The first challenge was to figure out how to represent WARREN and CLAUDE (with one as the mirror image of the other) with the same set of dots. This involved a little artistic license regarding the shape of a few letters, but eventually I came up with a pattern that seemed legible on both sides. For the sake of simplicity, I had originally intended to make each pair of letters correspond, while admitting that it would be more elegant to offset them such that I could create spaces between letters on one side by running thread on the other side as part of a letter. I ended up deviating from this principle once, treating LA and RE as a unit (it turns out to be pretty difficult to make L and E out of exactly the same dots, but adding A and R to the mix solved the problem). I also made use of the fact that, while it’s possible to define a line with two dots, there’s no harm in adding additional dots to a line if they’re helpful on the other side.

When it came time to figure out how to realize these letters in alternating stitches, it quickly became apparent that, whereas it’s possible to create the star and the heptagon without repeating any stitches, it was not similarly possible with the pattern of dots I’d designed for the letters. Lots of repetitions proved necessary, as well as the (still more inelegant) practice of sticking the needle through the middle of a line shared by both sides, thus duplicating half of a line in order to change the orientation of the needle and allow me to make a particular stitch on the right side of the fabric. I display the result below.

"Claude" side

(Thanks are due to esqg for her help in plotting the points of the letters on graph-paper, as well as general moral support)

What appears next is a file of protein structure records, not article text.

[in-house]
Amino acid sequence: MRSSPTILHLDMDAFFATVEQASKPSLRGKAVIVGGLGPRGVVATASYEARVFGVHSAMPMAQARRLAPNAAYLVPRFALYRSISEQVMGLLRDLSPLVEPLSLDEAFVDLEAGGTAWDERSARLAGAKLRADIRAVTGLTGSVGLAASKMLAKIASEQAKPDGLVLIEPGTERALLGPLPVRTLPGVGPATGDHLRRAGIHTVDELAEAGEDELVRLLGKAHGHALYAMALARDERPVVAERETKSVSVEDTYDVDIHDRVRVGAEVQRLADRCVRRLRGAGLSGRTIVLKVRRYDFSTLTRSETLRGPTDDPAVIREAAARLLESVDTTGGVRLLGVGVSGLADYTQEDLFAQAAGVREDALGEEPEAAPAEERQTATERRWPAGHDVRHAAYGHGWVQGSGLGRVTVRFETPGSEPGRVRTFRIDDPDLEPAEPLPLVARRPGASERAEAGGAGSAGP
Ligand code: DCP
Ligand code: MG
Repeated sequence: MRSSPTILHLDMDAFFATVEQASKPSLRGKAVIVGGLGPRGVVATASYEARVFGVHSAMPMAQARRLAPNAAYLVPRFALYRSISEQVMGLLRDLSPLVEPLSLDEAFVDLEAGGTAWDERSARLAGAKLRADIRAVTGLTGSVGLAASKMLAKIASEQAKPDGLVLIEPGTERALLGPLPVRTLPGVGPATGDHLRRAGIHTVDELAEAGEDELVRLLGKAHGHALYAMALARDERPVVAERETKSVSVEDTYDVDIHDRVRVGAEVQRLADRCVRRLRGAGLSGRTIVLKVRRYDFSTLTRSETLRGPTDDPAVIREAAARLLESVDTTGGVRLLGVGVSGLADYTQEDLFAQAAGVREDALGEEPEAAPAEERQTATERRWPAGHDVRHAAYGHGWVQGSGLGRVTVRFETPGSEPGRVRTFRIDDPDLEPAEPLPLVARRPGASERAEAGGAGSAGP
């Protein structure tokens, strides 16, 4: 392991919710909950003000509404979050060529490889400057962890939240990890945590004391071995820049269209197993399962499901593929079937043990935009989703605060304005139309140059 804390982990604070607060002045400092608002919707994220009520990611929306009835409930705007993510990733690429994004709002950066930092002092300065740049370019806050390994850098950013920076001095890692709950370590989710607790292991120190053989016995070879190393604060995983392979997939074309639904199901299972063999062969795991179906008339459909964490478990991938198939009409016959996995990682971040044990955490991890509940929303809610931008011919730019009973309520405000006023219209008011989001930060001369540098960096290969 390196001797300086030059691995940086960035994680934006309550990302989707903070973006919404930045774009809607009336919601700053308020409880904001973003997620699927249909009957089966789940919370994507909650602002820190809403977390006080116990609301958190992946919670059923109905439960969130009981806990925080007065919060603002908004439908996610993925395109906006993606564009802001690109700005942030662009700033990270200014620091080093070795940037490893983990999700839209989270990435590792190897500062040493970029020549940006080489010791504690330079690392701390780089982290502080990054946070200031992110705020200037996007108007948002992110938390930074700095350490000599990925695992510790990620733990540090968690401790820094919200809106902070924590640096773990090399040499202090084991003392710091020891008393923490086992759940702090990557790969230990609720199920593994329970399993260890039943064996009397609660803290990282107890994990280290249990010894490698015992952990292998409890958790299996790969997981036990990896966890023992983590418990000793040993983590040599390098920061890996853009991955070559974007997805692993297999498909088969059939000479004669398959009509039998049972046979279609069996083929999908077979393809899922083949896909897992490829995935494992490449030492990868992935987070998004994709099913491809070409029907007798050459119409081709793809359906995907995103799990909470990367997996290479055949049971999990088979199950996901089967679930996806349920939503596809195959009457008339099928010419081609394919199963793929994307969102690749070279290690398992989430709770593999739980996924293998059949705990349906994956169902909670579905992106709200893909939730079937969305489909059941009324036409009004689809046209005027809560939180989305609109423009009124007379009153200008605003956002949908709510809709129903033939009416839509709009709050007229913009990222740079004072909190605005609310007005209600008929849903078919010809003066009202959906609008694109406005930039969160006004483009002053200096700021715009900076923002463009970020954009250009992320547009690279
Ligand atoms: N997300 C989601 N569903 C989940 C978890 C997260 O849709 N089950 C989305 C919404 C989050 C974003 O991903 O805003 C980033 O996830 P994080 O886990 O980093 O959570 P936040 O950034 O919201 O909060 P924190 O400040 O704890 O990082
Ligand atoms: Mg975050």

Executing the pattern with thread and cloth, I came up against a couple of unanticipated practical implications of a double-sided embroidery. Since there’s no back side, there’s nowhere out-of-the-way to tie knots. When both sides of the fabric are equally important, hemming becomes more challenging. Some other technical challenges had nothing to do with the double-sidedness of the project–for one thing, the cloth proved surprisingly anxious to unravel and uninterested in being hemmed; for another, I did the embroidery in the middle of the night and in the middle of studying for exams, and it’s thus messier than it would have been otherwise. If I were doing this again, I would twist repeated stitches together (wrapping the later ones around the earlier ones) so as to ensure that they look like a single line rather than like two.  Nevertheless, as a first attempt I’m pleased with it.

Questions remain. How do techniques change when you’re covering blocks of space rather than tracing lines? Covering area seems harder to visualize to me, but it may actually be easier, since a block of color provides cover for knots and for midpoints on the other side. I continue to be curious about what properties a pair of shapes need to have, absolutely and relative to one another, in order that they can be embroidered without any repeating stitches–but I figure this as a problem for mathematicians. I’ve asked several, and await their thoughts.

Having satisfied myself of some capability to reproduce the wheel, I may turn in future projects of this sort to explanations of how they do it in Suzhou. Silkspinner has also pointed out that a similar technique exists in the medieval European embroidery technique known as Blackwork, and it may be worth investigating that as well.

I’d love to hear any thoughts on next steps, especially regarding other sources for further investigation of this sort of embroidery, and the thread-path questions raised above.